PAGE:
Could Your Tanning Habit Be a Sign of Psychiatric Disorders?
You may be hiding more than your natural skin tone under that fake tan. According to a research letter published Wednesday in JAMA Dermatology, a tanning habit may be an indicator of certain psychiatric disorders.
Researchers from UMass Medical School (UMMS) and San Diego State University screened habitual indoor tanners—women who tanned at least 10 times per year—for body dysmorphic disorder (BDD), a condition that causes sufferers to fixate on real or perceived physical flaws; seasonal affective disorder (SAD); and abnormally elevated stress levels. They found positive results in 39 percent, 57 percent, and 30 percent of subjects, respectively. For comparison, past research has found those disorders in roughly 2 percent, 10 percent, and 13 percent, respectively, of larger populations that have been studied.
Since it looked at only 74 women, the study is too small to be considered conclusive evidence. Nonetheless, past studies have shown that many consistent tanners cite differences in mood and appearance as primary motivators for their habit, suggesting that, for some, tanning may be a form of self medication. UMMS’ research is not to say that tanning causes these disorders, or that all tanners have them—it simply highlights a connection between the two.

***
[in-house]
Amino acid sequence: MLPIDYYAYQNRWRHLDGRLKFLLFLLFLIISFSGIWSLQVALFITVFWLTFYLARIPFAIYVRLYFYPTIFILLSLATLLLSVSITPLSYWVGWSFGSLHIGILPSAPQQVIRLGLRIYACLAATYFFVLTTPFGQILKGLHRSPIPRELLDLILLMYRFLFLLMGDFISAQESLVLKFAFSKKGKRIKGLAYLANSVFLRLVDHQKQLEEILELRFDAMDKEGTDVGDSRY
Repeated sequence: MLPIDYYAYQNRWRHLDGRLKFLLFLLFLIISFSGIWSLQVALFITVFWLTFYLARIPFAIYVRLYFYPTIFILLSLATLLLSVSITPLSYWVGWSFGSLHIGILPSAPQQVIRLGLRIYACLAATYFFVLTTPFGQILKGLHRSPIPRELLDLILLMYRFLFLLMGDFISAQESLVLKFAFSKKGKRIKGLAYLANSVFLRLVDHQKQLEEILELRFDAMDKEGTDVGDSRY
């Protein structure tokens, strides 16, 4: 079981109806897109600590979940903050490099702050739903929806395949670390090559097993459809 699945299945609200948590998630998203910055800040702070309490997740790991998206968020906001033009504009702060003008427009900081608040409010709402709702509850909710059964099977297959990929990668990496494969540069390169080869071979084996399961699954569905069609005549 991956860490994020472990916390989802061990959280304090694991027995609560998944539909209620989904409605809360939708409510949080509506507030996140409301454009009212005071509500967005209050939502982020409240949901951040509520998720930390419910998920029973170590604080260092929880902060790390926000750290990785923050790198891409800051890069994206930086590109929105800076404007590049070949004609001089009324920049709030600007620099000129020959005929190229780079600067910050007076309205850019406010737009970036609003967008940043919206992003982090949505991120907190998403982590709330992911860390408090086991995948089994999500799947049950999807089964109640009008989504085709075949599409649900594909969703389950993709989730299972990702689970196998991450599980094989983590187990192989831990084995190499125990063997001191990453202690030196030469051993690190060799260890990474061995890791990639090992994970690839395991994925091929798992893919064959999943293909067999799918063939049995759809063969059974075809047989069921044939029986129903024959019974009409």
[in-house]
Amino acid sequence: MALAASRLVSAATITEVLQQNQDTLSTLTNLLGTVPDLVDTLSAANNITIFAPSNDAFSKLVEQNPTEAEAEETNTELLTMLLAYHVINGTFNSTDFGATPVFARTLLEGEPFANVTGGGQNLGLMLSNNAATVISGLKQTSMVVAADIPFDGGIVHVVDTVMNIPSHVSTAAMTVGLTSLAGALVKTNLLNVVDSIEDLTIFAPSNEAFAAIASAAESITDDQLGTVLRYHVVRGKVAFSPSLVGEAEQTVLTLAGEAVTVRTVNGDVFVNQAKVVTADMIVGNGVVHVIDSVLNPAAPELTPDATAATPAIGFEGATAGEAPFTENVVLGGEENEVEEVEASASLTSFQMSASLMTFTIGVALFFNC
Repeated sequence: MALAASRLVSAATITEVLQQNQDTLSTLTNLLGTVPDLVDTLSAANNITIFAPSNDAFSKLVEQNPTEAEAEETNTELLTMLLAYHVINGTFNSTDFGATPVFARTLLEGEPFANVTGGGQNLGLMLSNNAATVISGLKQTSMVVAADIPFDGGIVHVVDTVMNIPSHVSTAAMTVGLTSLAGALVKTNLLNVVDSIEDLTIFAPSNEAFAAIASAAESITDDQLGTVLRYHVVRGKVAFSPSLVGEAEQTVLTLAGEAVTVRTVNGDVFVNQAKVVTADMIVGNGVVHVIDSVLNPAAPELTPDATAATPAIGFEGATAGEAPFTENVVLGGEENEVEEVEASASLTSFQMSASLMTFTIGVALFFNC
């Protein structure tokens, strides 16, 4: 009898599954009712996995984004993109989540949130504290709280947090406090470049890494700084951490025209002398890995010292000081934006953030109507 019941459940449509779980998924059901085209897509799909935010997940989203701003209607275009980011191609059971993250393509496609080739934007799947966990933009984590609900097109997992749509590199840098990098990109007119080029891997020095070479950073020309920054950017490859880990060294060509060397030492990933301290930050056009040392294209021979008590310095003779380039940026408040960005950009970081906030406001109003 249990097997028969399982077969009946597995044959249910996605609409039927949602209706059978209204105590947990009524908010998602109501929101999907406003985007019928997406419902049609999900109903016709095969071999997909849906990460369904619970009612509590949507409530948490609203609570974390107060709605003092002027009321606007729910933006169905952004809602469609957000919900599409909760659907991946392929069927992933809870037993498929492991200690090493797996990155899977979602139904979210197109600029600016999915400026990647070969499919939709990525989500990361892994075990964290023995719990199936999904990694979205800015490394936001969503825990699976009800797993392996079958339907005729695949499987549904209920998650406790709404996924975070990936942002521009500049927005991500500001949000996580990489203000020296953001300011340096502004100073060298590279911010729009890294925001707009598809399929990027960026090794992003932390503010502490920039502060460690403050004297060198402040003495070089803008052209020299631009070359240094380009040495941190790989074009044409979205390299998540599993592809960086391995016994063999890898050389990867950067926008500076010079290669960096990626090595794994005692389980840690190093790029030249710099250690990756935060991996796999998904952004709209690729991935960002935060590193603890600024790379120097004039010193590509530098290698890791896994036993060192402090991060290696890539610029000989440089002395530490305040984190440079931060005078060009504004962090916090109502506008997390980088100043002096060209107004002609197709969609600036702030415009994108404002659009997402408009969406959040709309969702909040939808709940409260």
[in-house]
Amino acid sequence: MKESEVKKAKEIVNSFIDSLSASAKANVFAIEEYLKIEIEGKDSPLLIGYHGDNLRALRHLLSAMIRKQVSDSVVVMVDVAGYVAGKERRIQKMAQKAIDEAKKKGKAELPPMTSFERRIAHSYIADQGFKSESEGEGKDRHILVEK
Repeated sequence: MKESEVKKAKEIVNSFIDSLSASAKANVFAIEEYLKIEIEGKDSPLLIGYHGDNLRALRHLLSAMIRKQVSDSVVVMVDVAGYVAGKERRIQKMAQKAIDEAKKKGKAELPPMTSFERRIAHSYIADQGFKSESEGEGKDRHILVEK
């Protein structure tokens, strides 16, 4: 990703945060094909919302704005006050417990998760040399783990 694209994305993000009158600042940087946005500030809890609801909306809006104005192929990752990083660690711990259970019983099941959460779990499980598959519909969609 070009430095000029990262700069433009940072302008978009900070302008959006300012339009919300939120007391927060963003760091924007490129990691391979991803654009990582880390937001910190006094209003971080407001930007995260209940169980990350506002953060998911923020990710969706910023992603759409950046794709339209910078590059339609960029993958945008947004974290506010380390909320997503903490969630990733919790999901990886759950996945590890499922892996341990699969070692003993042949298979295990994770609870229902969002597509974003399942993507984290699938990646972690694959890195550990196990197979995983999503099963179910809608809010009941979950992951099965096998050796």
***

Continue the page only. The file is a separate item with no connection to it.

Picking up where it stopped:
“Given the high level of psychiatric disorders observed among frequent indoor tanners, it may be prudent for dermatologists to screen patients, or at least those who are frequent tanners, for SAD, BDD and perceived stress,” the researchers wrote in the paper.
And, of course, it always bears repeating that indoor tanning should be avoided for the skin’s sake—a position held by the state of Massachusetts and countless doctors.